I can't say I'd be surprised...
On a serious note, controlling a disease with medication is not actually curing a disease. It is, as you suggest, controlling/halting the progress and minimizing or eradicating symptoms to allow a person to live comfortably.
But you do not actually cure the disease. They still have it. And they still have the genes that code for that diseased state. In other words, if you stop giving them the drug, the disease will reassert itself and/or kill them. Diabetics live mostly comfortably because of administering the drug insulin, but they still have the disease.
If you can give them a drug that re-writes or edits those responsible genes (ala gene therapy), then you can cure the disease. Or if you can kill the diseased cells (as in cancer therapy), then the person no longer has the disease and you have cured them, but the problematic genes that gave them a propensity toward contracting cancer again are still present and active, so they can get it again. Cancer is actually a bad analogy for this one because it has so many different factors that play into it, but in the sense you can kill the diseased cells while the patient still maintains a genetic predisposition towards that certain cancer type, the analogy works decently.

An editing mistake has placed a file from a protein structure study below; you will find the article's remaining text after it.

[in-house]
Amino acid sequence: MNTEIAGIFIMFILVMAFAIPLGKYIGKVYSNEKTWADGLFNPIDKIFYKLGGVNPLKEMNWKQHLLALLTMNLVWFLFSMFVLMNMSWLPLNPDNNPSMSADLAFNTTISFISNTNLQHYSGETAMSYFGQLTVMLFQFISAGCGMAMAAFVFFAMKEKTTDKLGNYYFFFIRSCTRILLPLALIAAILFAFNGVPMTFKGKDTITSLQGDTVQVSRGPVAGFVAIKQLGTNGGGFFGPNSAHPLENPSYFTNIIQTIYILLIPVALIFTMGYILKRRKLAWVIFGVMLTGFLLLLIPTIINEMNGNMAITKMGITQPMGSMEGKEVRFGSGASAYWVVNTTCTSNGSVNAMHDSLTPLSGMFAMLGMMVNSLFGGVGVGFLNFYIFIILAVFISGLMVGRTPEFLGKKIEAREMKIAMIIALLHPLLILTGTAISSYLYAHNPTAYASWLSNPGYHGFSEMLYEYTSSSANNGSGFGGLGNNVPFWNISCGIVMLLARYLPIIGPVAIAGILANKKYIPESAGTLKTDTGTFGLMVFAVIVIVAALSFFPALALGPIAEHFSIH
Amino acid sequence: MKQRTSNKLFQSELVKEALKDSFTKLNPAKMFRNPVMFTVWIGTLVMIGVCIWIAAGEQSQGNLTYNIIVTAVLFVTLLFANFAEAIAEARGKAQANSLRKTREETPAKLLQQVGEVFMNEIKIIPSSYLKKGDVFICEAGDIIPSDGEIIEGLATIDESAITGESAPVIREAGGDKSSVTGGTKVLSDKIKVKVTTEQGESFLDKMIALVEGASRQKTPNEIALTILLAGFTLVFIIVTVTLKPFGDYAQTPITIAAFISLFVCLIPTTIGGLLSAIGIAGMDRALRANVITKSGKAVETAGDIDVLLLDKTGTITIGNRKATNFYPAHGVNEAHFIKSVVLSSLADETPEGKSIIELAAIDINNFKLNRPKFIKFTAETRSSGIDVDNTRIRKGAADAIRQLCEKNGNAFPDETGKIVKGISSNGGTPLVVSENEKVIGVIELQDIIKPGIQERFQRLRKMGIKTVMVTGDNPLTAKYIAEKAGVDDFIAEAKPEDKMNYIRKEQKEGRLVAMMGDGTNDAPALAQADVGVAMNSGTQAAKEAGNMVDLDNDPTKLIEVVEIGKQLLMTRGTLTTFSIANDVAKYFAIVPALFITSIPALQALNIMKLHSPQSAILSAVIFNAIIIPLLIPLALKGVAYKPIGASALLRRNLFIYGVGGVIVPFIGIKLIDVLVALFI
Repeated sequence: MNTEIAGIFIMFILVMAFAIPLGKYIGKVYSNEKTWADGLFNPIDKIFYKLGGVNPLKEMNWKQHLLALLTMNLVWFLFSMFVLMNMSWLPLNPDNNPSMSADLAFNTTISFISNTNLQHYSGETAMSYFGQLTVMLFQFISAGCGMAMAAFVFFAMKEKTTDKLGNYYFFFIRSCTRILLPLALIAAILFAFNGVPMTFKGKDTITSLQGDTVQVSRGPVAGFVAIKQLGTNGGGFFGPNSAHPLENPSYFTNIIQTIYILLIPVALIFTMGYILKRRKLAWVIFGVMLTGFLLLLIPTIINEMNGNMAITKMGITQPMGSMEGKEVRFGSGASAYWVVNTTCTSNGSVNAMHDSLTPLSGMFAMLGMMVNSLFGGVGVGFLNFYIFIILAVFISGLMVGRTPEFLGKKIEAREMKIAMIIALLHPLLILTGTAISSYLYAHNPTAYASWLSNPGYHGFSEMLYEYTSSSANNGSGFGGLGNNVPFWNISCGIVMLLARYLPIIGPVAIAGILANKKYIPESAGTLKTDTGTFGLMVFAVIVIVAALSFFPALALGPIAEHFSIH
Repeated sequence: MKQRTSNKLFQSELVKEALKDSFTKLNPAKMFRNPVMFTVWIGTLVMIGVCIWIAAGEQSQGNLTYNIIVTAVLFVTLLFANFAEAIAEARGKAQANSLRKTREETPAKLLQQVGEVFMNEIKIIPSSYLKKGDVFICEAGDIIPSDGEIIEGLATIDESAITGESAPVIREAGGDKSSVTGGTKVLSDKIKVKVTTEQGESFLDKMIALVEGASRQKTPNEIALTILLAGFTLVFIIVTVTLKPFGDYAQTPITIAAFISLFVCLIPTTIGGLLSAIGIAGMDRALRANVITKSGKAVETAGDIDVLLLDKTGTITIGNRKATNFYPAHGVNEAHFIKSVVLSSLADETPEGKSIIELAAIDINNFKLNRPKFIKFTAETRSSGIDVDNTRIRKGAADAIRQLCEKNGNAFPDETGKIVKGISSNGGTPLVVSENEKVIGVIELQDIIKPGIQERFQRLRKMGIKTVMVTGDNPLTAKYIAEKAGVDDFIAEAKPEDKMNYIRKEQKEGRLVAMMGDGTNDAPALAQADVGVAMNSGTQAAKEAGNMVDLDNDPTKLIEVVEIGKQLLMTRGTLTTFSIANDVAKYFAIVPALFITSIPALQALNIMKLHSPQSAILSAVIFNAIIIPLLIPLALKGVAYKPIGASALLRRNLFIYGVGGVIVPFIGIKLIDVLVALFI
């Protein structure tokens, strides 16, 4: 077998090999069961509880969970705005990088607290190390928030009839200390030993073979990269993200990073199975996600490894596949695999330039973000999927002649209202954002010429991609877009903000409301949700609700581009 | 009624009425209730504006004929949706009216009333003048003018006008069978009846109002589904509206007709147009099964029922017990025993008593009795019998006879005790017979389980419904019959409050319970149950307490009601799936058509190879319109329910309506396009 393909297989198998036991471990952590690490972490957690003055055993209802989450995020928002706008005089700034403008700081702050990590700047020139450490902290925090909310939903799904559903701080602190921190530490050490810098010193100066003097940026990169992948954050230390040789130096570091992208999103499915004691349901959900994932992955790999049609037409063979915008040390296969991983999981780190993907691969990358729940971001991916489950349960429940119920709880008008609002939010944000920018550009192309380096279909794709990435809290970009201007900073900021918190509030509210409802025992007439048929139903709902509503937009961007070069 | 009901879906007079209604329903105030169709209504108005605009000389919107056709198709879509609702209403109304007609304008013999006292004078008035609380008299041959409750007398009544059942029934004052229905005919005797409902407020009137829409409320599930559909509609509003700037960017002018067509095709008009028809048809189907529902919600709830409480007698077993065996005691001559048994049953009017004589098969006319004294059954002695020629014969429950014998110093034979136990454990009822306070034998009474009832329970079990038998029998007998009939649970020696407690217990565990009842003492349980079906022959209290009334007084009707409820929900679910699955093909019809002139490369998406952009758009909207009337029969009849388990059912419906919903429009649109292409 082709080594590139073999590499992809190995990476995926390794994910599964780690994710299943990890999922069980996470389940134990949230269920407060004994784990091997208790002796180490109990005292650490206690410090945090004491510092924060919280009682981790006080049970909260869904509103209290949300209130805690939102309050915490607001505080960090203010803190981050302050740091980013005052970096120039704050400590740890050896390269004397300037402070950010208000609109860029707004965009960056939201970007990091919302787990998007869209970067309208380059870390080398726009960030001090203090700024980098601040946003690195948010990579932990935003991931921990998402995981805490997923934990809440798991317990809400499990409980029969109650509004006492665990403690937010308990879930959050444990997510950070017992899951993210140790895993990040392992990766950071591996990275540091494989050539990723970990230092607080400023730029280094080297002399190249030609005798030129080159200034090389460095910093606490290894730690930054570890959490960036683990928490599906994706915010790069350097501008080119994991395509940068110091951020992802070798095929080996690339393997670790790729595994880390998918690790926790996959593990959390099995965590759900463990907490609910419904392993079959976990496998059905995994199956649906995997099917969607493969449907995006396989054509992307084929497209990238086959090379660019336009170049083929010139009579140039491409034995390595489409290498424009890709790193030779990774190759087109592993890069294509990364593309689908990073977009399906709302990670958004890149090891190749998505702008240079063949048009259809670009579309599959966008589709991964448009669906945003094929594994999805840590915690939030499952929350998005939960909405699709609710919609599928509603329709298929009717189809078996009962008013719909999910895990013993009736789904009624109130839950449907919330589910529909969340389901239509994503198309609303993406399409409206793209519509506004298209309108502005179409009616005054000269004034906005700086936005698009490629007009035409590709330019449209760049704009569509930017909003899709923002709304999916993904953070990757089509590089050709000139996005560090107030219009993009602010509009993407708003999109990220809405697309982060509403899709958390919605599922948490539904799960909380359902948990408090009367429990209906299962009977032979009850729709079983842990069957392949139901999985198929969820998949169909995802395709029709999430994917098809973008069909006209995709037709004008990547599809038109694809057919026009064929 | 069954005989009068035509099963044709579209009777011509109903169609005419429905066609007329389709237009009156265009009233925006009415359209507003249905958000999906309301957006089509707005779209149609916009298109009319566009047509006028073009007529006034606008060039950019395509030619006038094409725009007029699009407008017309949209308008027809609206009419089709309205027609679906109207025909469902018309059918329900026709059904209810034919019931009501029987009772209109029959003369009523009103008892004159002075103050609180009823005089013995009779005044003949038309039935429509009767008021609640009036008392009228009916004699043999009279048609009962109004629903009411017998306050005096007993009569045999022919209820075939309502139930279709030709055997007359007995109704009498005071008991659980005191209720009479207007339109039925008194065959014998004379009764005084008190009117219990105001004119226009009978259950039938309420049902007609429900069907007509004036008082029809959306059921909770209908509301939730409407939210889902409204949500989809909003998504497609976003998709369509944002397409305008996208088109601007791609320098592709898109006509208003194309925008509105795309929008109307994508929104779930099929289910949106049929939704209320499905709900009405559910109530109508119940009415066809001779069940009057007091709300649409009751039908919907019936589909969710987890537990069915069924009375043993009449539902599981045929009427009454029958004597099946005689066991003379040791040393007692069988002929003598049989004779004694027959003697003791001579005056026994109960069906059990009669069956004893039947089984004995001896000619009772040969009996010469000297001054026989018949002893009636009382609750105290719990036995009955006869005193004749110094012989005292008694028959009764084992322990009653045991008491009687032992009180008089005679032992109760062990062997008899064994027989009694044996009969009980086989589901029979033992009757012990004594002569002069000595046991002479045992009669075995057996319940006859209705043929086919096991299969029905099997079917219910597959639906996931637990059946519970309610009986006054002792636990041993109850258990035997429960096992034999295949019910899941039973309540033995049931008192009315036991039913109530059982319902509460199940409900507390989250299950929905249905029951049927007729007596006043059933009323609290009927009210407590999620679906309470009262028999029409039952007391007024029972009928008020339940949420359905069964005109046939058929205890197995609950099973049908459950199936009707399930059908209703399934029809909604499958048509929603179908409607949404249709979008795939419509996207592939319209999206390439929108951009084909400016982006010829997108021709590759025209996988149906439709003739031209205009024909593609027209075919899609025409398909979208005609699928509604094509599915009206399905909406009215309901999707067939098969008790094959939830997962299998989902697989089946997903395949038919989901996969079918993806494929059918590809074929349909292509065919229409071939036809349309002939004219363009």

If you are able to edit the genes before birth however, then the "healthy" version of the genes is theoretically passed down to every cell line as the zygote develops, thus permanently curing the person so they never need medication for that particular disease (cystic fibrosis comes to mind, since it kills people and medication can at best slow it down).
Obviously however, the ethics of doing this....man where do you start? This IS eugenics on the molecular level. Not to mention mass unintended consequences potential.